Putting aside secured debts—those with collateral—unsecured debts come in two categories: “general unsecured” and “priority.” Priority debts are paid IN FULL before any “general unsecured” debts are paid anything. In addition, among the various categories of priority debts, they are all paid in a prescribed order, again with the higher priority debts being paid IN FULL before the next lower priority ones receive anything.
The priority debts include, most importantly in the individual consumer context, past due child and spousal support as the highest priority, and then further down the list, relatively recent income tax debts. These are both the kinds of debts that would not be “discharged”—legally written off—in a Chapter 7 case. So you would directly benefit if they were paid—in part or in full—by the Chapter 7 trustee out of the proceeds of whatever item(s) you are surrendering.
The Downsides—the Trustee’s Commission
The trustee is paid a commission out of the proceeds of any liquidation before paying any creditors anything. So some of the money is “wasted” on the trustee instead of going to the creditor you want to be paid.
The trustee’s commission is calculated by applying a tiered percentage formula on the total amount of dollars being administered: 25% of the first $5,000 being administered, plus 10% of any amount over $5,000 but less than $50,000, plus 5% of any amount over $50,000 and under $1,000,000, and 3% of any amount above $1,000,000. So for example, if the trustee sells your assets for $9,000, that would mean a trustee commission of $1,650—$1,250 being 25% of $5,000 + $400 being 10% of the remaining $4,000. A bankruptcy judge also has to approve the amount of trustee commission, but generally does so at least in straightforward cases.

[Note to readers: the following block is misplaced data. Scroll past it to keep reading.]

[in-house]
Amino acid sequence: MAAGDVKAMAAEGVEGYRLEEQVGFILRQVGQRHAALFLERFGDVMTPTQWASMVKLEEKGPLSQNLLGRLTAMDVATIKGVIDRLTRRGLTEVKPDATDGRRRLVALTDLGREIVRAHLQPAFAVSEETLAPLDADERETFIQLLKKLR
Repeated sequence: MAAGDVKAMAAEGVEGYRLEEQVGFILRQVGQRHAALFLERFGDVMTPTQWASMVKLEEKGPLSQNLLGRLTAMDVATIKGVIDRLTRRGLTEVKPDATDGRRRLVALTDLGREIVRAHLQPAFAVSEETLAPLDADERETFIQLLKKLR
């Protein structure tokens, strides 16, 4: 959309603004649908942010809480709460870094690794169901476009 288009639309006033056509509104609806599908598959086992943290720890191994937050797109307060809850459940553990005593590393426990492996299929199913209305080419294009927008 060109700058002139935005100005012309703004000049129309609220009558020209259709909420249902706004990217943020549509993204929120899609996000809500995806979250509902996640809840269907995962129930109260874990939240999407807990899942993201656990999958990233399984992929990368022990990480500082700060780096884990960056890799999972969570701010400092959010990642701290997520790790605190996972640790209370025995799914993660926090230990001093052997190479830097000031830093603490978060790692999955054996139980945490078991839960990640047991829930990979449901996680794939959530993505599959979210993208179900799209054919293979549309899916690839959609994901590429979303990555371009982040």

The Downsides—the Trustee’s Discretion
The trustee will not always act the way we anticipate that he or she will.
First, he or she is an independent actor and may simply see things differently than we expect. For example, he or she may sell your asset for less than you think it’s really worth, and practically speaking you wouldn’t have much say about it.
Second, your attorney usually does not know who your assigned trustee will be. In virtually all jurisdictions there’s a “panel” of trustees, without any way to know who will be assigned to your case.
Also, you or your attorney have to take some precautions to make sure that the debt you want paid is set up to be paid—such as to monitor that its creditor files a timely “proof of claim” at the bankruptcy court.
There are clearly risks in surrendering assets to a Chapter 7 trustee with the expectation that much of the proceeds of their sale will be going to the child/spousal support obligation or income tax debt that you want to be paid. So talk to your attorney in detail about the risks and the possibilities. But if the stars align appropriately, giving up something you own to the Chapter 7 trustee would certainly feel better if its proceeds did in fact largely go towards a debt that you would want to or have to pay anyway.